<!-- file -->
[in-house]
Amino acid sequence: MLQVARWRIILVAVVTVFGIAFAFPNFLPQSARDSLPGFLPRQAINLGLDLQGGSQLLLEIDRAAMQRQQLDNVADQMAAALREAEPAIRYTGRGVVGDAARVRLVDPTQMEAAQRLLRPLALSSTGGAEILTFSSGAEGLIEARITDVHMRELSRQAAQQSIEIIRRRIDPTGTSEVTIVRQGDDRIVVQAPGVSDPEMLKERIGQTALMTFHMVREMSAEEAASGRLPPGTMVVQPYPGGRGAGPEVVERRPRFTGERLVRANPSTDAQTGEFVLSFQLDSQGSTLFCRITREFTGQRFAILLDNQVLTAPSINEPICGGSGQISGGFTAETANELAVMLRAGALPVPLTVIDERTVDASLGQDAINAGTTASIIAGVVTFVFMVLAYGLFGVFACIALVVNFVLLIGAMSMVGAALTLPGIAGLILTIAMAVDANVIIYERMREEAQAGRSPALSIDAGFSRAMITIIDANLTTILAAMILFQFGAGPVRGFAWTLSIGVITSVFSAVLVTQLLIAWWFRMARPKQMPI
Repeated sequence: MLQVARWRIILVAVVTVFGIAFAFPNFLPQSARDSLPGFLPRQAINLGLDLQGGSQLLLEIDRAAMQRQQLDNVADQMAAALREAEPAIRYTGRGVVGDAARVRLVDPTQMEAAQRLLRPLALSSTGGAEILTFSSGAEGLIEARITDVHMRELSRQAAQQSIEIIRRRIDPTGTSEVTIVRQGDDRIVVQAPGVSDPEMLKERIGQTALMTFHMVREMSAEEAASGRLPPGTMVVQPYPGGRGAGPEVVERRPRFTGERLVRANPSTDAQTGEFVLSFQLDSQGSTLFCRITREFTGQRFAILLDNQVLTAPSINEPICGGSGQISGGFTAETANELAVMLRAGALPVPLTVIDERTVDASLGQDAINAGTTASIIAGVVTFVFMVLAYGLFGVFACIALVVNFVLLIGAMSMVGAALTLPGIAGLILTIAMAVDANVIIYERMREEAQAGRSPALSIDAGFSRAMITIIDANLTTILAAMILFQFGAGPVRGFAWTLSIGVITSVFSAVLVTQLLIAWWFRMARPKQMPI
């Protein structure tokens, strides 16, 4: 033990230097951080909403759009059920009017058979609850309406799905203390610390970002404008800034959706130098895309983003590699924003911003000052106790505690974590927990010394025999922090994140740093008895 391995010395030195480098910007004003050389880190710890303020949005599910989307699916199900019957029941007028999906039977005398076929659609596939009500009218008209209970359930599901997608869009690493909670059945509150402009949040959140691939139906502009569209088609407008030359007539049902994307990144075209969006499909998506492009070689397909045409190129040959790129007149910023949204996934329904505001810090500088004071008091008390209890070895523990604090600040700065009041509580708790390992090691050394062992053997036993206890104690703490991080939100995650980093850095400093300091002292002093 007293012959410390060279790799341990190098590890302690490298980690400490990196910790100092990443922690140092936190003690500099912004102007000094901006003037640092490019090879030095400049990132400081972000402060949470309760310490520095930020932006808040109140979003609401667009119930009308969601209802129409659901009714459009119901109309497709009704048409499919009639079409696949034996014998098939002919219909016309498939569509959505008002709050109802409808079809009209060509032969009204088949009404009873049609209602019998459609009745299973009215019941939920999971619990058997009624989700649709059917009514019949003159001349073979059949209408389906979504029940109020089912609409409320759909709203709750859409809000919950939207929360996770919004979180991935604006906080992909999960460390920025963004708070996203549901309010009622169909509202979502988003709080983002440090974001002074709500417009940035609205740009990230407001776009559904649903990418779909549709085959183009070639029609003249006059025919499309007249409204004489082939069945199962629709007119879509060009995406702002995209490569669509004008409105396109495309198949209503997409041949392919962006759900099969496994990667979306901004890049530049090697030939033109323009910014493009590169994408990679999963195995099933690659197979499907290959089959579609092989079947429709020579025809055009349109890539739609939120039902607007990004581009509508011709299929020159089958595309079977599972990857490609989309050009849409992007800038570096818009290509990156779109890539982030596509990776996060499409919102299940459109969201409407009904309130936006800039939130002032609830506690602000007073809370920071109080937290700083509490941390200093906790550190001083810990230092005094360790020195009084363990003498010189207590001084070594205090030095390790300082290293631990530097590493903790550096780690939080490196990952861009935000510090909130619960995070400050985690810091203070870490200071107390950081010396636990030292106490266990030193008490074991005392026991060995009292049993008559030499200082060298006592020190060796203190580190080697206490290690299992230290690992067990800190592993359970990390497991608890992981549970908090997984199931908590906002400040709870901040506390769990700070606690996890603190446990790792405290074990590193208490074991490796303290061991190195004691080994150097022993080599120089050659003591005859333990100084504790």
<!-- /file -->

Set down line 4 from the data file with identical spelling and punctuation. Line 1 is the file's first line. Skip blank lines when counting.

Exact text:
């Protein structure tokens, strides 16, 4: 033990230097951080909403759009059920009017058979609850309406799905203390610390970002404008800034959706130098895309983003590699924003911003000052106790505690974590927990010394025999922090994140740093008895 391995010395030195480098910007004003050389880190710890303020949005599910989307699916199900019957029941007028999906039977005398076929659609596939009500009218008209209970359930599901997608869009690493909670059945509150402009949040959140691939139906502009569209088609407008030359007539049902994307990144075209969006499909998506492009070689397909045409190129040959790129007149910023949204996934329904505001810090500088004071008091008390209890070895523990604090600040700065009041509580708790390992090691050394062992053997036993206890104690703490991080939100995650980093850095400093300091002292002093 007293012959410390060279790799341990190098590890302690490298980690400490990196910790100092990443922690140092936190003690500099912004102007000094901006003037640092490019090879030095400049990132400081972000402060949470309760310490520095930020932006808040109140979003609401667009119930009308969601209802129409659901009714459009119901109309497709009704048409499919009639079409696949034996014998098939002919219909016309498939569509959505008002709050109802409808079809009209060509032969009204088949009404009873049609209602019998459609009745299973009215019941939920999971619990058997009624989700649709059917009514019949003159001349073979059949209408389906979504029940109020089912609409409320759909709203709750859409809000919950939207929360996770919004979180991935604006906080992909999960460390920025963004708070996203549901309010009622169909509202979502988003709080983002440090974001002074709500417009940035609205740009990230407001776009559904649903990418779909549709085959183009070639029609003249006059025919499309007249409204004489082939069945199962629709007119879509060009995406702002995209490569669509004008409105396109495309198949209503997409041949392919962006759900099969496994990667979306901004890049530049090697030939033109323009910014493009590169994408990679999963195995099933690659197979499907290959089959579609092989079947429709020579025809055009349109890539739609939120039902607007990004581009509508011709299929020159089958595309079977599972990857490609989309050009849409992007800038570096818009290509990156779109890539982030596509990776996060499409919102299940459109969201409407009904309130936006800039939130002032609830506690602000007073809370920071109080937290700083509490941390200093906790550190001083810990230092005094360790020195009084363990003498010189207590001084070594205090030095390790300082290293631990530097590493903790550096780690939080490196990952861009935000510090909130619960995070400050985690810091203070870490200071107390950081010396636990030292106490266990030193008490074991005392026991060995009292049993008559030499200082060298006592020190060796203190580190080697206490290690299992230290690992067990800190592993359970990390497991608890992981549970908090997984199931908590906002400040709870901040506390769990700070606690996890603190446990790792405290074990590193208490074991490796303290061991190195004691080994150097022993080599120089050659003591005859333990100084504790």